Cameron is quite taciturn. The kids are pre-teenagers addicted to their phone and pads, so there are not many talks. I mean serious or deep talks. It’ll take until the 3rd or 4th day of me being there that Cam finally asks me what I’m doing for a living. Why I don’t drink alcohol. I tell him about my father. He confesses that the reason why his wife is away isn’t because of her job, but because she’s in rehab… Because of alcohol. She left 6 months ago and he was able to see her for the first time last week. I can now understand a bit better why there’s so much mess around the boat and why he’s hiring helpers to help him out. I feel like I’m living in those kinds of TV-shows, you know, where those travellers are living this super touching moment in which they discover something intimate about random strangers. Except that this time, it’s happening to me in real, he’s indulging himself to me and there are no cameras.

Found this on the floor, in Cam’s office.


Dolphin Cruise

I’ve done such a good job that Cameron allows me to take one day off and drives me to Paihia so I can go back on that Dolphin Cruise – I was telling about that cruise fail here. And this time, magic happens. The weather isn’t that great, it’s cold and very windy, and the sea is wild and choppy.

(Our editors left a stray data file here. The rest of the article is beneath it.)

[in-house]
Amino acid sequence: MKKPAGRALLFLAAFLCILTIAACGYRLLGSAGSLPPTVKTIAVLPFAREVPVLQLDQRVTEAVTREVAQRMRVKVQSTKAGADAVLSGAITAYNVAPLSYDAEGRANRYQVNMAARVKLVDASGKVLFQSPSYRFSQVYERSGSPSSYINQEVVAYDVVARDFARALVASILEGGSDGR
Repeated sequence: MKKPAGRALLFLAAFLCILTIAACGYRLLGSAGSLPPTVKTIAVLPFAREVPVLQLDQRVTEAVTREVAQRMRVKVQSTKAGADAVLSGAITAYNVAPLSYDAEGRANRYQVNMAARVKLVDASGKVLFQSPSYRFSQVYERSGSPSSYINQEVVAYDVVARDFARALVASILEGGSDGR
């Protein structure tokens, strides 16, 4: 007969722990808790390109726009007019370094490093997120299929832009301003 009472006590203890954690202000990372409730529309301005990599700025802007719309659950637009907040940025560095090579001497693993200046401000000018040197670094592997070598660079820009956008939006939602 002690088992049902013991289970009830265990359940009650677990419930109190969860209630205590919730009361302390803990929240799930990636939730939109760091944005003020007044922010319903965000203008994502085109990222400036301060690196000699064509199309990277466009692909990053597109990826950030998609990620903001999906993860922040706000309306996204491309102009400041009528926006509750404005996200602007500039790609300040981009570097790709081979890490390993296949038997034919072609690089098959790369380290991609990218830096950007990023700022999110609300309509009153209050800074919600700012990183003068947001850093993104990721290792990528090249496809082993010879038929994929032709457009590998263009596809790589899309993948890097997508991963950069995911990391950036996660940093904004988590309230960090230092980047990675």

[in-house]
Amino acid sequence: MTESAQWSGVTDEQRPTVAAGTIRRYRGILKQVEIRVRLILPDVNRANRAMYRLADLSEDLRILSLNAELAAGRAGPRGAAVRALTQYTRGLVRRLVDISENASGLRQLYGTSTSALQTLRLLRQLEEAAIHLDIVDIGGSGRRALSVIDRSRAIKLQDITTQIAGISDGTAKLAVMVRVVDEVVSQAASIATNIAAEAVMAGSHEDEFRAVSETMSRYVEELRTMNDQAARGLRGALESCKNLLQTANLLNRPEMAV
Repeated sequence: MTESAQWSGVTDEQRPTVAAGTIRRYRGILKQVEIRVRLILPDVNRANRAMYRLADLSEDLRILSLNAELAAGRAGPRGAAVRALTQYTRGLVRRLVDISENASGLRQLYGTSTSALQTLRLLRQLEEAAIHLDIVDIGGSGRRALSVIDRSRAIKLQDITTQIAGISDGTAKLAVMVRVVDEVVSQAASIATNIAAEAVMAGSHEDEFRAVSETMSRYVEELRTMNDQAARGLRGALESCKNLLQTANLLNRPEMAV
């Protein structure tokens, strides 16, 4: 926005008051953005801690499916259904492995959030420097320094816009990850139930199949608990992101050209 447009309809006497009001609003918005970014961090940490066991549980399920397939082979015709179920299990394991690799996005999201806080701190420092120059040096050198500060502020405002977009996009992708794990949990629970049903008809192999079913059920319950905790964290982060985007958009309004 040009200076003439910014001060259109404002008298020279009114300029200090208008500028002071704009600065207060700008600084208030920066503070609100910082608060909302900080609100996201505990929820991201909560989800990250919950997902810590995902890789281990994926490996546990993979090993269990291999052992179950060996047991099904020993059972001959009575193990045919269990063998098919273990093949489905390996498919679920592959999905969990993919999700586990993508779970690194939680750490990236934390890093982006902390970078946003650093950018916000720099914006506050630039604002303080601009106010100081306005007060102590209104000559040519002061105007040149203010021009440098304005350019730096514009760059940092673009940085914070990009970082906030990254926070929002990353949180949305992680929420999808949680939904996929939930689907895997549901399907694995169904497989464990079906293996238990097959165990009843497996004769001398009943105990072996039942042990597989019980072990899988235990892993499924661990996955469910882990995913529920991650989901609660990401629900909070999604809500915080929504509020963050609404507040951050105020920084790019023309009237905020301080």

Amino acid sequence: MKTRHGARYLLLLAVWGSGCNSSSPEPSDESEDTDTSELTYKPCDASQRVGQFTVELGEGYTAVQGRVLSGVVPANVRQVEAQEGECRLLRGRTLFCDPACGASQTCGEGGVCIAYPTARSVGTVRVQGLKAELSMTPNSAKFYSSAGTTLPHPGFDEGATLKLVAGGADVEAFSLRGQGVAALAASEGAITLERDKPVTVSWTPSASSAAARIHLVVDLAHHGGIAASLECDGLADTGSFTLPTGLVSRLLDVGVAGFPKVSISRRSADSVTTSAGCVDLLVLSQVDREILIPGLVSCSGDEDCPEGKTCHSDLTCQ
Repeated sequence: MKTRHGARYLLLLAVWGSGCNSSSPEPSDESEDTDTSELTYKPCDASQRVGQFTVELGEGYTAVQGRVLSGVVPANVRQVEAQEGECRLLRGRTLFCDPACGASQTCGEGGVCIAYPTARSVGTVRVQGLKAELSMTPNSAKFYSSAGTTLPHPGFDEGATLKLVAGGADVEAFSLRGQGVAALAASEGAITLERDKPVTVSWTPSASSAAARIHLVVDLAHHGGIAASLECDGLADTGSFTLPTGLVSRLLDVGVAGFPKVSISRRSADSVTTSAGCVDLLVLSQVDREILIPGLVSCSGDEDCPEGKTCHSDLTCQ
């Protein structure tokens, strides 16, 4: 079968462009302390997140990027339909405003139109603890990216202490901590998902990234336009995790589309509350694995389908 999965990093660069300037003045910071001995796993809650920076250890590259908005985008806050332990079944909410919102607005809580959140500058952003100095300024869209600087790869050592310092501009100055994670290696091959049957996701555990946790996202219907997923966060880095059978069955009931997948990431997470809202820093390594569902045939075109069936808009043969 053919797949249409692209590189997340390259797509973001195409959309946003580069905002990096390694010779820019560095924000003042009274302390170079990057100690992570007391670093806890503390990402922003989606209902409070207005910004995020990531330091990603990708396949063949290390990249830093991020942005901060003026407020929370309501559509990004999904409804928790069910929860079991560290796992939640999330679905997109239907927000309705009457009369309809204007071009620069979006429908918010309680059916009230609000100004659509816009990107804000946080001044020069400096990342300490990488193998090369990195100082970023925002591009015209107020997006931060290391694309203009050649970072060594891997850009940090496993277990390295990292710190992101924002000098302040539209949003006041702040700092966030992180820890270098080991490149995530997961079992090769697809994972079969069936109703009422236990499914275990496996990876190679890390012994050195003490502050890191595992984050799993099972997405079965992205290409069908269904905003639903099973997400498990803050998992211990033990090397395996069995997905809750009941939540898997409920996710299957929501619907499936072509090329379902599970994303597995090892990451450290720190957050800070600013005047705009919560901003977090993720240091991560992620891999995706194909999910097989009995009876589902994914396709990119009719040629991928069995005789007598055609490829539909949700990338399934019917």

But they are there this time. The dolphins. We stumble twice upon several groups of dolphins while cruising and I couldn’t be happier! It’s impossible to go swimming with them though, as there are a few young dolphins. I meet some amazing girls on the boat, Birte, Suzy, Sarah and Anne-Lise and we have the best day ever all together.

My week on the Tranquillity is almost over. It’s time for me to try another kind of volunteering adventure, in Kerikeri.

An adventure with… Alpacas.

The most beautiful picture I took that day 🙂


  • The words “galley” and “spuds”
  • Tying the rope into an eight-shape when docking the boat
  • Jumping from the small motor boat to the Tranquillity, from the Tranquillity to the platform dock, from the motor boat to the dock, without falling into the sea, and sometimes even by walking on the rope –oh yes, I feared for my life every single time.
  • Putting yoghurt instead of milk into my cereals in the morning – It’s even better!
  • Geocaching is amazing!


Pickled Parrot (BBH), Greys Lane, Paihia

Transmarine Pro, 1 Beechy Street, Opua

Opua Marina Café, Unit 26, Opua Marina Retail Building, Opua

Opua to Paihia Walkway, at the end of the beach, after the Opua ferry landing

Explore, Discover the Bay Cruise, Paihia